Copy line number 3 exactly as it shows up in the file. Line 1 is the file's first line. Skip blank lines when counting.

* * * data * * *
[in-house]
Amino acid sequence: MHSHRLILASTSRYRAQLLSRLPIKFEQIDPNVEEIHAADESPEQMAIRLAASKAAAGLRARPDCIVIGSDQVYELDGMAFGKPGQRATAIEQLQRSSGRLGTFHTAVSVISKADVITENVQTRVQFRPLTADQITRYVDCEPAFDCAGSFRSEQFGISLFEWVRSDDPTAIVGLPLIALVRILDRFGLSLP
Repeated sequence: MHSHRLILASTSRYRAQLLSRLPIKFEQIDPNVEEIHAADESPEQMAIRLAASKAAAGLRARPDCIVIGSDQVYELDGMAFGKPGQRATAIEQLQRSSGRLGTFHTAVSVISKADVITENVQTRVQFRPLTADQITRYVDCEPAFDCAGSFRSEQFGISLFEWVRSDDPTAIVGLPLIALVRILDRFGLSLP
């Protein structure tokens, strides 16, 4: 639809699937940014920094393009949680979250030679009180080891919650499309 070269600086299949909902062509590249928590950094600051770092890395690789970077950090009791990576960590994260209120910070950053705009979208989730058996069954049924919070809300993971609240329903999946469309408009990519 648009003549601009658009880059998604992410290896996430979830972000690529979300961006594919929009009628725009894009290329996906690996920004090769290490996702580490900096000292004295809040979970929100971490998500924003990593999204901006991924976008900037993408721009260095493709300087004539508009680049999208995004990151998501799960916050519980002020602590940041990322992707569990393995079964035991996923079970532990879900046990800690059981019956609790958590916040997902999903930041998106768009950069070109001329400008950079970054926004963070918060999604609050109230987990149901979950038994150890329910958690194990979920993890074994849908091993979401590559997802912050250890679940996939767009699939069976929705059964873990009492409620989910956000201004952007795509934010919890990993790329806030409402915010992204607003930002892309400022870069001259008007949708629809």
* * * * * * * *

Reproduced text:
Repeated sequence: MHSHRLILASTSRYRAQLLSRLPIKFEQIDPNVEEIHAADESPEQMAIRLAASKAAAGLRARPDCIVIGSDQVYELDGMAFGKPGQRATAIEQLQRSSGRLGTFHTAVSVISKADVITENVQTRVQFRPLTADQITRYVDCEPAFDCAGSFRSEQFGISLFEWVRSDDPTAIVGLPLIALVRILDRFGLSLP